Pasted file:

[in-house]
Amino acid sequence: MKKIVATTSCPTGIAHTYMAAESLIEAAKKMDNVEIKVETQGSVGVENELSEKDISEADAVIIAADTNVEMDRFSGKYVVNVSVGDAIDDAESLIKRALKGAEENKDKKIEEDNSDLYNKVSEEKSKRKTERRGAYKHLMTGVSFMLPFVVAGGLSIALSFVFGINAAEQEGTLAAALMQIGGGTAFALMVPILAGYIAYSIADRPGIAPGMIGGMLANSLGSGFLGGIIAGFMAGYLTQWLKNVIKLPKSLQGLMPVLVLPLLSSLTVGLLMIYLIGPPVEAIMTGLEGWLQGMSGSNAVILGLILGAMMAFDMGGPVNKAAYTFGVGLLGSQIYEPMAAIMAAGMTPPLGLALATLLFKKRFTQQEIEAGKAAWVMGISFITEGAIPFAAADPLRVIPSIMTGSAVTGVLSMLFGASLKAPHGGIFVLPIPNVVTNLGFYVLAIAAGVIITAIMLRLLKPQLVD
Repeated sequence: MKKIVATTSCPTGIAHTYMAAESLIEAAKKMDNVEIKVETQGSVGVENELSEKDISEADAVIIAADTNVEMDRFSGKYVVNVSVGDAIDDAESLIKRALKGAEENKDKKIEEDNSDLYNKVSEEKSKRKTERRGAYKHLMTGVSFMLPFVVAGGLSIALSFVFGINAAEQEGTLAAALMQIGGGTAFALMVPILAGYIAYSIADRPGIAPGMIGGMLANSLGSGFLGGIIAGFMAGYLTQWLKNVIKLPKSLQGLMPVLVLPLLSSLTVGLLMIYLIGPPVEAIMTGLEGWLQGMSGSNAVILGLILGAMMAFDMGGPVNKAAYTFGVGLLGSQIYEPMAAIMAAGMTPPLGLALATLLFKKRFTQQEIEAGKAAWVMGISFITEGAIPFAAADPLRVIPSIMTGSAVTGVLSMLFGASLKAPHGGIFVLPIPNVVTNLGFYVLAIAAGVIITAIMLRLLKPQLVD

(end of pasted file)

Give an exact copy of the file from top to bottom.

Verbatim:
[in-house]
Amino acid sequence: MKKIVATTSCPTGIAHTYMAAESLIEAAKKMDNVEIKVETQGSVGVENELSEKDISEADAVIIAADTNVEMDRFSGKYVVNVSVGDAIDDAESLIKRALKGAEENKDKKIEEDNSDLYNKVSEEKSKRKTERRGAYKHLMTGVSFMLPFVVAGGLSIALSFVFGINAAEQEGTLAAALMQIGGGTAFALMVPILAGYIAYSIADRPGIAPGMIGGMLANSLGSGFLGGIIAGFMAGYLTQWLKNVIKLPKSLQGLMPVLVLPLLSSLTVGLLMIYLIGPPVEAIMTGLEGWLQGMSGSNAVILGLILGAMMAFDMGGPVNKAAYTFGVGLLGSQIYEPMAAIMAAGMTPPLGLALATLLFKKRFTQQEIEAGKAAWVMGISFITEGAIPFAAADPLRVIPSIMTGSAVTGVLSMLFGASLKAPHGGIFVLPIPNVVTNLGFYVLAIAAGVIITAIMLRLLKPQLVD
Repeated sequence: MKKIVATTSCPTGIAHTYMAAESLIEAAKKMDNVEIKVETQGSVGVENELSEKDISEADAVIIAADTNVEMDRFSGKYVVNVSVGDAIDDAESLIKRALKGAEENKDKKIEEDNSDLYNKVSEEKSKRKTERRGAYKHLMTGVSFMLPFVVAGGLSIALSFVFGINAAEQEGTLAAALMQIGGGTAFALMVPILAGYIAYSIADRPGIAPGMIGGMLANSLGSGFLGGIIAGFMAGYLTQWLKNVIKLPKSLQGLMPVLVLPLLSSLTVGLLMIYLIGPPVEAIMTGLEGWLQGMSGSNAVILGLILGAMMAFDMGGPVNKAAYTFGVGLLGSQIYEPMAAIMAAGMTPPLGLALATLLFKKRFTQQEIEAGKAAWVMGISFITEGAIPFAAADPLRVIPSIMTGSAVTGVLSMLFGASLKAPHGGIFVLPIPNVVTNLGFYVLAIAAGVIITAIMLRLLKPQLVD